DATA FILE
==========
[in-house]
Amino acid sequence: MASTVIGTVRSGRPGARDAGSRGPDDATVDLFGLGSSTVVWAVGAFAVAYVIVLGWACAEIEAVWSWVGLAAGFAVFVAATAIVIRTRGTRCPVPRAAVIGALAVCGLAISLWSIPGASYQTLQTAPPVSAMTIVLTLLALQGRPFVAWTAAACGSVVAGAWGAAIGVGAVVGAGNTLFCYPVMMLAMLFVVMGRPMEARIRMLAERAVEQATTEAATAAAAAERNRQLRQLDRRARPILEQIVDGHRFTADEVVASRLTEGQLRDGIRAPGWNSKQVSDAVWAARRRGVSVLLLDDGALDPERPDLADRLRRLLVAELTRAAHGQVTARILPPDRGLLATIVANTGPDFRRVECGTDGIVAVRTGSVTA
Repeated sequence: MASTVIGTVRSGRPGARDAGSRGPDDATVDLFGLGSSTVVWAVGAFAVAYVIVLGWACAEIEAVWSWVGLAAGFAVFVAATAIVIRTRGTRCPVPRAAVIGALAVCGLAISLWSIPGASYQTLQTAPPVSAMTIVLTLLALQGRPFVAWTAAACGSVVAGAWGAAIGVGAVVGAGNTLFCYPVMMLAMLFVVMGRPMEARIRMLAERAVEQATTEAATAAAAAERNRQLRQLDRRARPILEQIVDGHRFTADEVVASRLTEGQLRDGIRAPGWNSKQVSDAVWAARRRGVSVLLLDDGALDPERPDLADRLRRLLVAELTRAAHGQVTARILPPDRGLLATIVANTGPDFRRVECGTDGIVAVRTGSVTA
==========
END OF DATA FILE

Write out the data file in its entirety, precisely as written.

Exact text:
[in-house]
Amino acid sequence: MASTVIGTVRSGRPGARDAGSRGPDDATVDLFGLGSSTVVWAVGAFAVAYVIVLGWACAEIEAVWSWVGLAAGFAVFVAATAIVIRTRGTRCPVPRAAVIGALAVCGLAISLWSIPGASYQTLQTAPPVSAMTIVLTLLALQGRPFVAWTAAACGSVVAGAWGAAIGVGAVVGAGNTLFCYPVMMLAMLFVVMGRPMEARIRMLAERAVEQATTEAATAAAAAERNRQLRQLDRRARPILEQIVDGHRFTADEVVASRLTEGQLRDGIRAPGWNSKQVSDAVWAARRRGVSVLLLDDGALDPERPDLADRLRRLLVAELTRAAHGQVTARILPPDRGLLATIVANTGPDFRRVECGTDGIVAVRTGSVTA
Repeated sequence: MASTVIGTVRSGRPGARDAGSRGPDDATVDLFGLGSSTVVWAVGAFAVAYVIVLGWACAEIEAVWSWVGLAAGFAVFVAATAIVIRTRGTRCPVPRAAVIGALAVCGLAISLWSIPGASYQTLQTAPPVSAMTIVLTLLALQGRPFVAWTAAACGSVVAGAWGAAIGVGAVVGAGNTLFCYPVMMLAMLFVVMGRPMEARIRMLAERAVEQATTEAATAAAAAERNRQLRQLDRRARPILEQIVDGHRFTADEVVASRLTEGQLRDGIRAPGWNSKQVSDAVWAARRRGVSVLLLDDGALDPERPDLADRLRRLLVAELTRAAHGQVTARILPPDRGLLATIVANTGPDFRRVECGTDGIVAVRTGSVTA